ON TO ITS FINAL BEEP

Two years ago, almost to the day I was at draft camp and participating in the 20-metre shuttle run, or “Beep Test” as it’s commonly known. On Thursday, Dandenong Stingray’s Billy Hartung smashed the record previously set by Hawthorn’s Brad Hill (16.1) with a new achievement of 16.6.

Well done Billy, but here’s the thing. The beep test is an irrelevant test, simply measuring AFL footballers running slowly for long periods of time. The draft camp testers need to wake up and smell the roses; the game has changed. It is about short, sharp bursts and repeat sprint ability. 18-year-old kids already enter the AFL system behind the eight ball, and to pump up such a test as the benchmark of endurance is farcical.

You already have the 3 km time-trial, you don’t need this other sort of test to glamorize that these kids can run. We already know that, that’s why they are there.

 

WHAT THEY SAID

Lance Franklin on his move to the Sydney Swans on a 9-year, $10 million deal: “Packing my bags up at Hawthorn and saying goodbye to the boys was something that was very tough and upsetting too.” I remember when I earned $10 million too, I was gutted…

Many of us joining in the chorus when Gary Ablett jnr thanked God at the end of his Brownlow Medal acceptance speech: “Nice of him to acknowledge his old man.”

Dustin Martin during the speculation period of his immediate future, took to Twitter to bag one of our favourite journos: “Caroline Wilson – what a Larry.” If anyone can give me a solid, cultural definition of what Dustin’s talking about, you need where to find me.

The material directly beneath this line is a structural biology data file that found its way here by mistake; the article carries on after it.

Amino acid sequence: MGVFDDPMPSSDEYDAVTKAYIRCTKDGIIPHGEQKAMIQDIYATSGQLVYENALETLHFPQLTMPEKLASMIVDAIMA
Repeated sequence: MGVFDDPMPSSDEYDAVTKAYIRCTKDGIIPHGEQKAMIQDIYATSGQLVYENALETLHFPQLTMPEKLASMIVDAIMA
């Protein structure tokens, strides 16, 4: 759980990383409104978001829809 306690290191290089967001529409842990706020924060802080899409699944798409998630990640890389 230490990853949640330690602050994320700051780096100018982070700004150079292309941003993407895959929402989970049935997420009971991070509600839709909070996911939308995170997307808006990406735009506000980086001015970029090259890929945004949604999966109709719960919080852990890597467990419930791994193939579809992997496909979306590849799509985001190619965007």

A Triple M caller delivered a sensational sledge to Hayden Ballantyne as he ran onto the turf at Simonds Stadium during the Geelong-Fremantle Elimination Final: “Hayden, I’m a nurse at Geelong Hospital. And if you get your desserts today, it’ll be my face you see when you first wake up.”

“It feels no different to last year. (It) hasn’t quite sunk in yet…life goes on.” Brendan Whitecross after he ruptured his ACL, the same one he’d done just 12 months earlier ensuring he missed consecutive Grand Finals.

Adelaide’s Taylor Walker takes to Twitter to vent when Crows teammate Tom Lynch is awarded just two votes after an 10-goal haul: “That just goes to show it is a medal for midfielders. ‘Lynchy’ kicks 10 and only 2 votes? I feel sick.”

Jared Petrenko chimes in and says what everyone’s thinking as the Brownlow Medal continues its continuous montages: “Can we just get on with it?”

But the best Brownlow quote belongs to The Age’s Rohan Connolly: “Huge fashion show on tonight. Apparently, they’re giving away some sort of footy award as well.”

Nic Naitanui: “Yes, I got the text this time.”

Warwick Capper on Buddy’s move to Sydney: “Haven’t seen excitement like this at the Swans since ’87.” Groan…

 

TEAM OF THE FORTNIGHT

Hawthorn Football Club. What a year for them down at Glenferrie. An AFL and VFL Premiership via the Box Hill Hawks, they are still a powerhouse club yet. We could be revisiting the 1980s here.

Fremantle. Might have been overawed, but were worthy runners-up; even if such a title does little to ease the pain. A brilliant and history-making season, expect them to front up again next year.

Brian Lake. From the outer at the Dogs to the Norm Smith Medallist.

Jonathon Simpkin. Found himself playing in two Grand Finals in the space of six days.

Chad Wingard. Deservedly awarded the Port Adelaide best and fairest award after an outstanding year.

Brendon Goddard. Took home the Crichton Medal as the Essendon best and fairest player. Amid the year the club has had, his acceptance speech is worth watching.

Ken Hinkley. Like his best and fairest winner, was deservedly named the AFL Coaches Association Coach of the Year as voted by his peers. Look for Adam Simpson to do something similar at West Coast in 2014.

St Kilda. In absolute turmoil, but they deserve the criticism – especially if that entry for the Virgin Australia Film Festival is anything to go by.

Sydney Swans. Could be accused of daylight robbery. Have secured the services of Lance Franklin within their salary cap, before securing NSW/ACT youngster, Lloyd Perris (an easy chance for the top 10 in this year’s draft) as a rookie for two years.

Norwood Redlegs. Going for back-to-back SANFL Premierships this weekend against North Adelaide.